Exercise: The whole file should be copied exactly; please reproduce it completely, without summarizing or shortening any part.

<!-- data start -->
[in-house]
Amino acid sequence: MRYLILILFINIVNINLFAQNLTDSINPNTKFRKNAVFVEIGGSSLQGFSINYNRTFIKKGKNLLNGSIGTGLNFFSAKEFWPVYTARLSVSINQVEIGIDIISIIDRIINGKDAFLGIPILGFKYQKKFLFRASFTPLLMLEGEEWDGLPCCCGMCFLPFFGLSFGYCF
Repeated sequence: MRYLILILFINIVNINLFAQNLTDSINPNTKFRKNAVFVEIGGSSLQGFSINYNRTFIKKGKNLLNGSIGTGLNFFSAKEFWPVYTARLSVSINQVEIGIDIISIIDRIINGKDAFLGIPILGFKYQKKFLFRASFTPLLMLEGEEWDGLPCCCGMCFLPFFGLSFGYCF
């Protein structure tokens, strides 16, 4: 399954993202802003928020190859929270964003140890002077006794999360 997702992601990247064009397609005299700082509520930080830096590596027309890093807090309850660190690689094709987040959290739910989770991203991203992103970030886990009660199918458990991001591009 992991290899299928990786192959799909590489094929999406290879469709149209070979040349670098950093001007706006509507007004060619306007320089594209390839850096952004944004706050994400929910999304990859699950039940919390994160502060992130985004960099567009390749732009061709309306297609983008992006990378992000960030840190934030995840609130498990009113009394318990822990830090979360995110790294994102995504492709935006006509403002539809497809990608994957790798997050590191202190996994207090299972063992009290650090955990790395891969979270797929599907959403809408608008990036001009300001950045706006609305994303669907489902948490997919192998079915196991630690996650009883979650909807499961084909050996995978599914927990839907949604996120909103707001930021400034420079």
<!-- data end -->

[in-house]
Amino acid sequence: MRYLILILFINIVNINLFAQNLTDSINPNTKFRKNAVFVEIGGSSLQGFSINYNRTFIKKGKNLLNGSIGTGLNFFSAKEFWPVYTARLSVSINQVEIGIDIISIIDRIINGKDAFLGIPILGFKYQKKFLFRASFTPLLMLEGEEWDGLPCCCGMCFLPFFGLSFGYCF
Repeated sequence: MRYLILILFINIVNINLFAQNLTDSINPNTKFRKNAVFVEIGGSSLQGFSINYNRTFIKKGKNLLNGSIGTGLNFFSAKEFWPVYTARLSVSINQVEIGIDIISIIDRIINGKDAFLGIPILGFKYQKKFLFRASFTPLLMLEGEEWDGLPCCCGMCFLPFFGLSFGYCF
């Protein structure tokens, strides 16, 4: 399954993202802003928020190859929270964003140890002077006794999360 997702992601990247064009397609005299700082509520930080830096590596027309890093807090309850660190690689094709987040959290739910989770991203991203992103970030886990009660199918458990991001591009 992991290899299928990786192959799909590489094929999406290879469709149209070979040349670098950093001007706006509507007004060619306007320089594209390839850096952004944004706050994400929910999304990859699950039940919390994160502060992130985004960099567009390749732009061709309306297609983008992006990378992000960030840190934030995840609130498990009113009394318990822990830090979360995110790294994102995504492709935006006509403002539809497809990608994957790798997050590191202190996994207090299972063992009290650090955990790395891969979270797929599907959403809408608008990036001009300001950045706006609305994303669907489902948490997919192998079915196991630690996650009883979650909807499961084909050996995978599914927990839907949604996120909103707001930021400034420079």